For many parents, the last thing they want is to leave their children debts after they are gone. However, this is becoming more and more common. The Federal Reserve's Survey on Consumer Finances showed that for families headed by seniors age 65 to 74, those that had debt rose from 50% in 1989 to 66% in 2013. Not only that, during the same period of time, the debt load doubled.
Some of the main reasons for this trend is the rising cost of healthcare, people living longer, and the reality that about 40% of your lifetime expenditure on healthcare occurs after age 70. For those seniors who don't have a Long Term Care policy or adequate healthcare protection, those costs are paid from credit cards, or from refinancing their homes.
It's not uncommon for surviving children to discover that their parents left dozens of credit cards with overdue payments, and large mortgage balances. What happens to unpaid bills when you die? What debts are passed onto the next generation? Here are some answers to these questions.
What happens to unpaid debts after you die?
Typically, when a person passes away, the person's estate owes the debt. If there is not enough in the estate to pay the debt, the debt goes unpaid.
What happens to credit card debt?
Children are usually not responsible for any remaining credit card debt that their parents owed, no matter what the reason is for the debt. However, a child who is a co-owner of the credit card would still be liable for the debt.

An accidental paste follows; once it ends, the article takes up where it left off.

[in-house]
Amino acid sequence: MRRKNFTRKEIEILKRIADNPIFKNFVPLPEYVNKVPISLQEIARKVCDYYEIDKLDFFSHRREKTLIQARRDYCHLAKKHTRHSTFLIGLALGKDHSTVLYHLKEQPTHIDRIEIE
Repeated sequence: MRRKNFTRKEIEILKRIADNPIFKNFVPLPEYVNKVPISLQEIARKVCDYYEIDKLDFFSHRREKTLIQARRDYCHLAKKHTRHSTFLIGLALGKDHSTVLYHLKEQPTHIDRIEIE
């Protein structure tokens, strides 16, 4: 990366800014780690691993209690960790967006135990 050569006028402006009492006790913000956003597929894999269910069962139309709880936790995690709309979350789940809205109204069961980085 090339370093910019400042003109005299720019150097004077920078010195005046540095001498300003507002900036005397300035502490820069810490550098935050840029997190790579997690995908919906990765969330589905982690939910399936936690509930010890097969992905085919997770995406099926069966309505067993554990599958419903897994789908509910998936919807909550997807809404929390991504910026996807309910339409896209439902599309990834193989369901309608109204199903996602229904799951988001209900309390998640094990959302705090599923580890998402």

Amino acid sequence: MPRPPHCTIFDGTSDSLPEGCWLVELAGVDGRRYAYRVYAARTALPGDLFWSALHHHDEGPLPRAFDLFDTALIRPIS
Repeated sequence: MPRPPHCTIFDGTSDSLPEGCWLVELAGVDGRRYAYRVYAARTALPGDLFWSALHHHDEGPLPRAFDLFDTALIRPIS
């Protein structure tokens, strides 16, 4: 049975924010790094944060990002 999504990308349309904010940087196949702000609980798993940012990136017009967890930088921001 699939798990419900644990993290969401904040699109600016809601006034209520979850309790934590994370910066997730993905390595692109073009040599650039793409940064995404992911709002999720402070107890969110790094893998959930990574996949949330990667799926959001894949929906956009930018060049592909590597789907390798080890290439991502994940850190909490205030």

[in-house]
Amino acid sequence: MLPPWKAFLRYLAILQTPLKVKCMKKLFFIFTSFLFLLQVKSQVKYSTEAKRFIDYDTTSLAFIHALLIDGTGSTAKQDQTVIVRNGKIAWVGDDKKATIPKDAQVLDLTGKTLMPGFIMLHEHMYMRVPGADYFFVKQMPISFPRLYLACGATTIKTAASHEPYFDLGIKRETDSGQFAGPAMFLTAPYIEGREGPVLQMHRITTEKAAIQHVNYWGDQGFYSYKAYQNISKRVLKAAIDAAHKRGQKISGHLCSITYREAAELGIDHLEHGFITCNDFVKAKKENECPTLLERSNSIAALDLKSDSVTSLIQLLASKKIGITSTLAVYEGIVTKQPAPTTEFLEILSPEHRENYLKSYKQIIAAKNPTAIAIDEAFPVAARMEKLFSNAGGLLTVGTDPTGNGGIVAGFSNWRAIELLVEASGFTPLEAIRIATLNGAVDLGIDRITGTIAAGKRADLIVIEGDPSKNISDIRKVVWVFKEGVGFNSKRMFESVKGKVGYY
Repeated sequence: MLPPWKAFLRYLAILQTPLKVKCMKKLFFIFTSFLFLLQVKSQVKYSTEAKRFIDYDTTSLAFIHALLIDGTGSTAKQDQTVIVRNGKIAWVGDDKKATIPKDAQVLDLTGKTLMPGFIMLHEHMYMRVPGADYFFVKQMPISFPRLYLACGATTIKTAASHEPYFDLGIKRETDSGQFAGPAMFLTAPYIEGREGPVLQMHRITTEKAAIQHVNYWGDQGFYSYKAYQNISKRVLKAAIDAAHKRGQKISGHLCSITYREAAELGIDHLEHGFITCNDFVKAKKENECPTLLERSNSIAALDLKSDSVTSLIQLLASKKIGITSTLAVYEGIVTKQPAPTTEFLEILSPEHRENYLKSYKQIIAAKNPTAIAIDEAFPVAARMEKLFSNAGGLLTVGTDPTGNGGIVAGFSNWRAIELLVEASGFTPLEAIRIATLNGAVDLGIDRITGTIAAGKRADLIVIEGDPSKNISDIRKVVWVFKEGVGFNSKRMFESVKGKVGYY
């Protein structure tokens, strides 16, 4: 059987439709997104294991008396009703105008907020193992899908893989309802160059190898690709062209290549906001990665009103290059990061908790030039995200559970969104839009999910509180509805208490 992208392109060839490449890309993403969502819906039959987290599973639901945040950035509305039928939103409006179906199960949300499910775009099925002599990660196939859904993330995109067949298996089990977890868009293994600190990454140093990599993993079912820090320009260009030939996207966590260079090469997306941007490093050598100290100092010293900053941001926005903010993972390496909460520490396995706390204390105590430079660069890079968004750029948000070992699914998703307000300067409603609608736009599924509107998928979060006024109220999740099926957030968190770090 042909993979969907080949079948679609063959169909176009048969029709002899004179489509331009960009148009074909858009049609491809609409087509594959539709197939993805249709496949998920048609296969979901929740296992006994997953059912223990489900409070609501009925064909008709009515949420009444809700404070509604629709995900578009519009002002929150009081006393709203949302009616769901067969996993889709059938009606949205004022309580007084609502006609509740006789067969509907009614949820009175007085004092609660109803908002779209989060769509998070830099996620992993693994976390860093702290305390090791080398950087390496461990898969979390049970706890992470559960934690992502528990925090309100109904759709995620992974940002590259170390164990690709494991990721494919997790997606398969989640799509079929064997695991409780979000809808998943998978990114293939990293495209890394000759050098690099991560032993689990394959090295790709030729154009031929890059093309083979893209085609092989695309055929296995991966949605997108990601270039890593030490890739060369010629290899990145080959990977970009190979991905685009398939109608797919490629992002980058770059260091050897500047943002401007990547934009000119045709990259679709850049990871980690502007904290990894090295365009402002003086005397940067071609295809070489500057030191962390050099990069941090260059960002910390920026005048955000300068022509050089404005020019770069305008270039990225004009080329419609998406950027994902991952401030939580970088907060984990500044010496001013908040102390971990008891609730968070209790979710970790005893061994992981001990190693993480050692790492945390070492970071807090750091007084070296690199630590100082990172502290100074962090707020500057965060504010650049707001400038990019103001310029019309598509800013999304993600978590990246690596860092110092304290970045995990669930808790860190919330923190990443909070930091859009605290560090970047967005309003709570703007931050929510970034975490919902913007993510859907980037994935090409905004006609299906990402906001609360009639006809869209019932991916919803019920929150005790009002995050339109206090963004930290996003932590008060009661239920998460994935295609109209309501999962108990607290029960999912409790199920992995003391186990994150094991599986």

What about loans that were taken out by parents for the children's education?
For a parent's federal student loan, or Parent Plus loan, any balance remaining at their death is taken off the books. However, according to the Education Department, their estate could be required to pay taxes on the forgiven loan.
How do I protect retirement assets from creditors?
Many attorneys will advise their clients not to name their living trust as the beneficiary of their retirement accounts, such as Individual Retirement Accounts, 401(k)s, 403(b)s and 457 deferred compensation accounts. What can happen is that the Internal Revenue Service would tax these accounts, and only the net amount after taxes would be distributed to family members.
It's often better to name real people (like children or grandchildren) as beneficiaries of retirement accounts rather than the trust. This way, the children can create Inherited IRAs after the parents have passed away, the money can be transferred from the parents' IRAs to the children's IRAs tax-free, and the money is able to grow tax-deferred for another life expectancy. Even a modest IRA, when it benefits from 2 generations of tax-deferred growth, can balloon to an impressive value. The owner of the Inherited IRA has to take a Required Minimum Distribution each year, but it's age-weighted and can be quite small.
Similarly, if the living trust is named as the beneficiary of a retirement account, existing creditors can attach the estate even before it gets to the children. However, a retirement plan that has real people as beneficiaries cannot be touched by the creditors of the deceased.
Consult with an attorney that specializes in wills, trusts, or estate planning if your parents passed away with significant debt. He or she can give you advice for your specific circumstances and goals.
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